Megyn Kelly: Trump tried to influence coverage with gifts
LOS ANGELES (AP) — Megyn Kelly says Donald Trump tried unsuccessfully to give her gifts, including a free stay at one of his hotels, as part of what she called his pattern of trying to influence news coverage of his presidential campaign.
In her memoir “Settle for More,” to be released Tuesday, Kelly says Trump may have gotten a pre-debate tip about her first question, in which she confronted him with his critical comments about women. Her book also details the insults and threats she received after Trump’s tirades objecting to her reporting. The Associated Press obtained an advance copy of the book Saturday.
Kelly, host of Fox News Channel’s “The Kelly Report,” said Trump routinely attempted to gain favorable treatment from other journalists and commentators.
“This is actually one of the untold stories of the 2016 campaign: I was not the only journalist to whom Trump offered gifts clearly meant to shape coverage,” Kelly said. He also attempted to woo them with praise, she said, adding, “This is smart, because the media is full of people whose egos need stroking.”
“Trump tried to work the refs, and some of the refs responded,” she said.
When it became obvious that some reporters were “in the tank” for Trump, she alleges in one chapter, “certain TV hosts” would work with the candidate in advance on occasional Trump criticism so they would appear unbiased. She didn’t identify them by name or media outlet.
Resisting Trump’s attempts to buy her goodwill with an offer to comp her “girls’ weekend” stay at his downtown New York City hotel or fly her and her husband to visit his Mar-a-Lago estate in Florida was an easy ethical decision, Kelly wrote.
Harder still was rejecting the ratings bonanza that the colorful GOP contender could deliver with his “unscripted, unguarded” approach that made for great TV but was the equivalent of “television crack cocaine,” Kelly wrote.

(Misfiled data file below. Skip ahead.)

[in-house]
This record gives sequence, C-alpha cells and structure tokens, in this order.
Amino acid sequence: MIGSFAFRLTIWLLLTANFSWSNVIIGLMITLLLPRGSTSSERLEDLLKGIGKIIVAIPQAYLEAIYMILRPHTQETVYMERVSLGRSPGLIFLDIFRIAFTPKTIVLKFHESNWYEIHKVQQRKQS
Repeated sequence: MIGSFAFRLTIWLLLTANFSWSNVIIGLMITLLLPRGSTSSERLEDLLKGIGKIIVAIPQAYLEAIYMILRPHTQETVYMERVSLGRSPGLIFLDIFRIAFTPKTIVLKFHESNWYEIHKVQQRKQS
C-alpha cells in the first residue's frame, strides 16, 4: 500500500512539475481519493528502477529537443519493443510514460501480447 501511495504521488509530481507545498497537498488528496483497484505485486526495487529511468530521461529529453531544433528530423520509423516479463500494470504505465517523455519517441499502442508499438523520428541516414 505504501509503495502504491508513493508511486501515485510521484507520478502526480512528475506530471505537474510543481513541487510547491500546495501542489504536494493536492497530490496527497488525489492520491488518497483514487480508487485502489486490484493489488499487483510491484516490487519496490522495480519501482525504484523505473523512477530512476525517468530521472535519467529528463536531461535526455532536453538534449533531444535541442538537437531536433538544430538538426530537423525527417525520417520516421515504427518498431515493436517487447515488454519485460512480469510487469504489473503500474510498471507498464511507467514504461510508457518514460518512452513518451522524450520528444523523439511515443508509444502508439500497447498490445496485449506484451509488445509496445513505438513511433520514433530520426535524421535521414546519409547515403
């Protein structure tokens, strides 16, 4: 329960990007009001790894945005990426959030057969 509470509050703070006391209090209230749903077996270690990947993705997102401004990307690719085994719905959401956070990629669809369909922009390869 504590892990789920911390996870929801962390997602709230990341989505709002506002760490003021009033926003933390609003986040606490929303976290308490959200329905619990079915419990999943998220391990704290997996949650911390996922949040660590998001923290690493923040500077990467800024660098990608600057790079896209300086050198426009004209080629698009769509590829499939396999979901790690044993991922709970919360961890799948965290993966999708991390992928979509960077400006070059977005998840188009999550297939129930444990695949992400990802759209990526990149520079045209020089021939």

She and her producer agreed they had to provide balance and be judicious in their coverage, asserting this was not a “directive to cover Trump negatively or to ignore him.”
It was at the first GOP primary debate last August that Kelly questioned Trump about derogatory comments he’d made about women. The day before, Trump had called Fox News executive Bill Sammon to say he had heard that Kelly’s first question would be a pointed one aimed at him, she wrote.
“‘How could he know that?’ I wondered,” Kelly said, not answering the question but clearing her Fox colleagues on the debate team of any suspicion of leaking it to him. Trump was agitated out of proportion in the phone call, she wrote, calling it “bizarre behavior, especially for a man who wanted the nuclear codes.”
Kelly was cast by Trump as his nemesis after the first GOP debate in which she asked him about labeling women as “fat pigs, dogs, slobs, and disgusting animals.” In an interview with CNN’s Don Lemon, Trump called her questions ridiculous, adding, “You could see there was blood coming out of her eyes. Blood coming out of her wherever.”
Before another Fox debate, Kelly recalled being backstage with her family and getting an unsettling insight on how her children were being affected by the harsh rhetoric.
“I’m afraid of Donald Trump. He wants to hurt me,” she quoted her 5-year-old daughter, Yardley, as saying. When Kelly told her that wasn’t so, the child replied, “Well, he wants to hurt you, so he wants to hurt me too.”